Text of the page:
Second, the exegesis of Calvinism on crucial passages I found wanting and sometimes dead wrong. I was once standing, years later when I was teaching at Trinity, outside my door talking with two professors about my view of Hebrews, when I simply asked one of them, “Who do you think best answers the Arminian interpretation of Hebrews?” That professor said, “Philip Hughes.” I had just read Hughes and I thought it was weak. In fact, what I thought was this: “If that is the best, then there is no debate.” The other professor said, “I agree, Scot. Hughes doesn’t answer the questions.” Then he said, “I’m not sure any commentary really answers it well.” (Both of these professors were Calvinists, and still are, God bless ’em.) What I’m saying is that exegetical conclusions I was drawing (in all kinds of passages) were not answered adequately by the Calvinists I was reading. I think I gave them a fair shot.

So this is where I found myself when I left for Nottingham to study for a Ph.D. in New Testament. I was reared among the eternal security Baptists who took what they liked from Calvinism and discarded most of the five points. Then I became more consistently Calvinistic by reading the Puritans and Calvin.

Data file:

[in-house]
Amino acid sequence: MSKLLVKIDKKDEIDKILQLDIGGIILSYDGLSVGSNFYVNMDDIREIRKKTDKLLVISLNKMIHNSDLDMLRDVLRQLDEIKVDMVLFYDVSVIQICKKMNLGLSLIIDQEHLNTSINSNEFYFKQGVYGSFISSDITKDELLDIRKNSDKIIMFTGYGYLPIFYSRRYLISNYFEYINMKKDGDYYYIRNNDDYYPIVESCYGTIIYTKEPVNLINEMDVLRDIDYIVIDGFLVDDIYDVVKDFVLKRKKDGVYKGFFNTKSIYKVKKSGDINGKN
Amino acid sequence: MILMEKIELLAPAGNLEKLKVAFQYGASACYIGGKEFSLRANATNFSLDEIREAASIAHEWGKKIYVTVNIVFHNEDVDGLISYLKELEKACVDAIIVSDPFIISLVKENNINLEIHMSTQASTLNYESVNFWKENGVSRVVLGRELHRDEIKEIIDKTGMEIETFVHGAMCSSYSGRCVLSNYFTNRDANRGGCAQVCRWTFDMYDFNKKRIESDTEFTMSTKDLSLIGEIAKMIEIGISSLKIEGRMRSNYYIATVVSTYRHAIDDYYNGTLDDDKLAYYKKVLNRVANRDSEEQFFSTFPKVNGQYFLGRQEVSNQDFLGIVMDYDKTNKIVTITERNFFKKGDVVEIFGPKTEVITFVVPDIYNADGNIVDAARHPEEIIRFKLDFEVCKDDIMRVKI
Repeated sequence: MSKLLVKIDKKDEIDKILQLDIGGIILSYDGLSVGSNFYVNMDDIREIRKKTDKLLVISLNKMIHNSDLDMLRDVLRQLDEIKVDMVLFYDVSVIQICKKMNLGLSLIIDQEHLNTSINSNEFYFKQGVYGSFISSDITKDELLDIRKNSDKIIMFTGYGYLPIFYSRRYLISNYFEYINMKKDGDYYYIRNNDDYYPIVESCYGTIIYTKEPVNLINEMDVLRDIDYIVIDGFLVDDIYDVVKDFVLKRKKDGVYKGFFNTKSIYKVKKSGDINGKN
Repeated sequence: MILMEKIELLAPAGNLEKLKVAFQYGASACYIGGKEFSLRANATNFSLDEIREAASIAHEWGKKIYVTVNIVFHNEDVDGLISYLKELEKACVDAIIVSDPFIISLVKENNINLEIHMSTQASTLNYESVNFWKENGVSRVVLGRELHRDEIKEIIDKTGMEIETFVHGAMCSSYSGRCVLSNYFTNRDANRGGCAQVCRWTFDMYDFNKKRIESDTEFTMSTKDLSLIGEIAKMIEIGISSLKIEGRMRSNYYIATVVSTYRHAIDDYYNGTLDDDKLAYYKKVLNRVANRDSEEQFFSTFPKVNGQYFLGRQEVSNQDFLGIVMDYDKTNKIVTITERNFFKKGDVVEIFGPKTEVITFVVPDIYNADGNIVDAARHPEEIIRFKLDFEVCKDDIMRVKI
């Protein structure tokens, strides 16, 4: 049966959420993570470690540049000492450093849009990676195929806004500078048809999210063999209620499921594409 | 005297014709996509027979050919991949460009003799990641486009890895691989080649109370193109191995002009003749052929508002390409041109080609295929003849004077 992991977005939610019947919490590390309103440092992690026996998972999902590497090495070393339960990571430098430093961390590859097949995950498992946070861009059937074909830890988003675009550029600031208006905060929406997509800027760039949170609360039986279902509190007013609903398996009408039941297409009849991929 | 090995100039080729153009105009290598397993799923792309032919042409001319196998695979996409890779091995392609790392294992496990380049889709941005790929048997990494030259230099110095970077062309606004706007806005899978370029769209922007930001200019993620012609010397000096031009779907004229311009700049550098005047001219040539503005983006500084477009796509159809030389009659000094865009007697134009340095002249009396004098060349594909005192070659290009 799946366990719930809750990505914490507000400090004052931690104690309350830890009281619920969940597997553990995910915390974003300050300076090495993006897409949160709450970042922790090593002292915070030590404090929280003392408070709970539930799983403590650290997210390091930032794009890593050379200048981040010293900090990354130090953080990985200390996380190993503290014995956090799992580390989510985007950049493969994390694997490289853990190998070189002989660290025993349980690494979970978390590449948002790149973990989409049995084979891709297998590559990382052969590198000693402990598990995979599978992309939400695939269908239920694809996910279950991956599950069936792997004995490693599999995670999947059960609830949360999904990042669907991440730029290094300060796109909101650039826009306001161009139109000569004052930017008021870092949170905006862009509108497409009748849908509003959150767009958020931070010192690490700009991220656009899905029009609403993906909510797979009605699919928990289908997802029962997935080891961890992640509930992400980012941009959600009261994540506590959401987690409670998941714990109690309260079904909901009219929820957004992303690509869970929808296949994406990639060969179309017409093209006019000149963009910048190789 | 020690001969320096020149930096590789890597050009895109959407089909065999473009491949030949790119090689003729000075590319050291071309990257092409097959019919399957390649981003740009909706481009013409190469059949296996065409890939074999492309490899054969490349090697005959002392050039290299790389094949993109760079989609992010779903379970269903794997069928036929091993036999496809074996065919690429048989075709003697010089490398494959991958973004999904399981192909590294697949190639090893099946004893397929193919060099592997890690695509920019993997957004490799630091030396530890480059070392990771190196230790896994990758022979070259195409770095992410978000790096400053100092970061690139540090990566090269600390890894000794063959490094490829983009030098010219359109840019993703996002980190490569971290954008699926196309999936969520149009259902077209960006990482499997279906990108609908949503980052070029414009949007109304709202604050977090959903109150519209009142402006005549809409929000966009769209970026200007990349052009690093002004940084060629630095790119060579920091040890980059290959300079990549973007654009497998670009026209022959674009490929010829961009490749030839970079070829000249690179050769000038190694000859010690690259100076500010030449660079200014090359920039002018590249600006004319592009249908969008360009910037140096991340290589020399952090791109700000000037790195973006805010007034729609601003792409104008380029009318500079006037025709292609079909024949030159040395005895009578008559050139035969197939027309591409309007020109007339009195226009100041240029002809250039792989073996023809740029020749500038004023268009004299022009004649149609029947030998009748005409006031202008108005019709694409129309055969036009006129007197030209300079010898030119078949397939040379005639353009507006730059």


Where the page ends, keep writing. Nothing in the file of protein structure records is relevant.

Then I read the Bible from a different point of view and it all came tumbling down. If the Bible, so I concluded, teaches that a human can be a believer and somehow forfeit that status, then the theology of Calvinism cannot be right.

This left me with a strange mixture of theology: I was reared Baptist; I had done more than my fair share of reading the low church Anabaptists and considered myself one of those when it came to where theologizing ought to begin: with Jesus. And I was now studying the Bible with some Arminian conclusions on soteriology.

Following two years in England TEDS offered me a non-tenure track job to teach NT that lasted two years, and then (by the grace of God) it was ramped up to a full-time position when Wayne Grudem, in the providence of God, shifted over to Systematic Theology.

Within two years I was asked to teach Hebrews in a survey course, and I decided to spend my entire summer going through the exegesis of Hebrews and I was determined to concentrate on those dadgummed warning passages to see if I could settle the issues once and for all.

If I’m right about Hebrews, Calvinism is wrong. The number of students who wrote midterm essays agreeing with me made me nervous. It was no coincidence that a well-known Calvinistic prof, whom I often called “DA what’s his name?” in class, began teaching Hebrews shortly thereafter.

Tomorrow I’ll start on the warning passages in Hebrews, the most notorious of which is Hebrews 6:4-6. I think I can prove that the author believed “believers” could forfeit their salvation.